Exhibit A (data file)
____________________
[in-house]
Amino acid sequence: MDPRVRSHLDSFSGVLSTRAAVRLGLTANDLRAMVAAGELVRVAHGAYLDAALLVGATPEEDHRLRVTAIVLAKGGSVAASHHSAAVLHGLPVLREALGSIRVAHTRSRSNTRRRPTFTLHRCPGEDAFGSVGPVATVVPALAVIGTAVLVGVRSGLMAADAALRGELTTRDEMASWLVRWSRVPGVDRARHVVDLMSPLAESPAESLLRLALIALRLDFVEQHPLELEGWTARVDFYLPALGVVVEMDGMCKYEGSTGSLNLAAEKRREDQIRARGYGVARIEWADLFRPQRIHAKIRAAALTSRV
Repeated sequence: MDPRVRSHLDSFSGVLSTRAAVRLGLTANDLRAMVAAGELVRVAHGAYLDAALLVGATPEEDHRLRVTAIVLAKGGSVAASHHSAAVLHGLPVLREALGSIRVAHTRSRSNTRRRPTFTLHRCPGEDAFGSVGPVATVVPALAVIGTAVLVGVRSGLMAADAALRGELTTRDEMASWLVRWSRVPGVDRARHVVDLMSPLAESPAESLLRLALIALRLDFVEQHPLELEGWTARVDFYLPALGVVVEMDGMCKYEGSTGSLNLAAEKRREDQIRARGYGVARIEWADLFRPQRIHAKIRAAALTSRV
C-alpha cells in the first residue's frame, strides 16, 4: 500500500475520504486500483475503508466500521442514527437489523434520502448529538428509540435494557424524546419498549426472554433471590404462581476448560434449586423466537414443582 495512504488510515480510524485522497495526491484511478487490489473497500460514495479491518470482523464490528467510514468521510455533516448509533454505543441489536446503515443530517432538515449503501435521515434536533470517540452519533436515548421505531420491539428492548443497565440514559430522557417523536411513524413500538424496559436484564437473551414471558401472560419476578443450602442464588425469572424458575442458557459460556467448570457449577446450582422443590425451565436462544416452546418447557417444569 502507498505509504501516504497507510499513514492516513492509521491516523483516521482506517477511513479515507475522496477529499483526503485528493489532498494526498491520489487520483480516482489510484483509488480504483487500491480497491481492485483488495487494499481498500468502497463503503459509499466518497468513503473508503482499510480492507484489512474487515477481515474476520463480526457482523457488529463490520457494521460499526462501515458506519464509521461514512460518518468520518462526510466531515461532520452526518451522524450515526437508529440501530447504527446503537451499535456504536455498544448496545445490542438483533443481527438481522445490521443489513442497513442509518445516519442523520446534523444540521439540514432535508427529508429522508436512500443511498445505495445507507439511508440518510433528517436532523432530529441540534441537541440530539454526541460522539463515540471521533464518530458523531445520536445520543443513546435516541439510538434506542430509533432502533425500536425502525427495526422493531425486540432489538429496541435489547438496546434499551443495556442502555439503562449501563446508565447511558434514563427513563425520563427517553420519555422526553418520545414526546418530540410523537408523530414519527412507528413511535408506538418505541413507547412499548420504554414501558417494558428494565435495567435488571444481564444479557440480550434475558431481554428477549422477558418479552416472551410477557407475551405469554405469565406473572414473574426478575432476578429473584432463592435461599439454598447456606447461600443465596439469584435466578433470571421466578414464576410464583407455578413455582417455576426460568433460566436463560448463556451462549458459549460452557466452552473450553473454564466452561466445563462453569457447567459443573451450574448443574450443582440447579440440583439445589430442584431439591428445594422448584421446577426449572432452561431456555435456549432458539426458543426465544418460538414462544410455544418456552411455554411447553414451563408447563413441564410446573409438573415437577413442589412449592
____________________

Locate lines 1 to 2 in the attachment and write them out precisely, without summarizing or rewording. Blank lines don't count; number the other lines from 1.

[in-house]
Amino acid sequence: MDPRVRSHLDSFSGVLSTRAAVRLGLTANDLRAMVAAGELVRVAHGAYLDAALLVGATPEEDHRLRVTAIVLAKGGSVAASHHSAAVLHGLPVLREALGSIRVAHTRSRSNTRRRPTFTLHRCPGEDAFGSVGPVATVVPALAVIGTAVLVGVRSGLMAADAALRGELTTRDEMASWLVRWSRVPGVDRARHVVDLMSPLAESPAESLLRLALIALRLDFVEQHPLELEGWTARVDFYLPALGVVVEMDGMCKYEGSTGSLNLAAEKRREDQIRARGYGVARIEWADLFRPQRIHAKIRAAALTSRV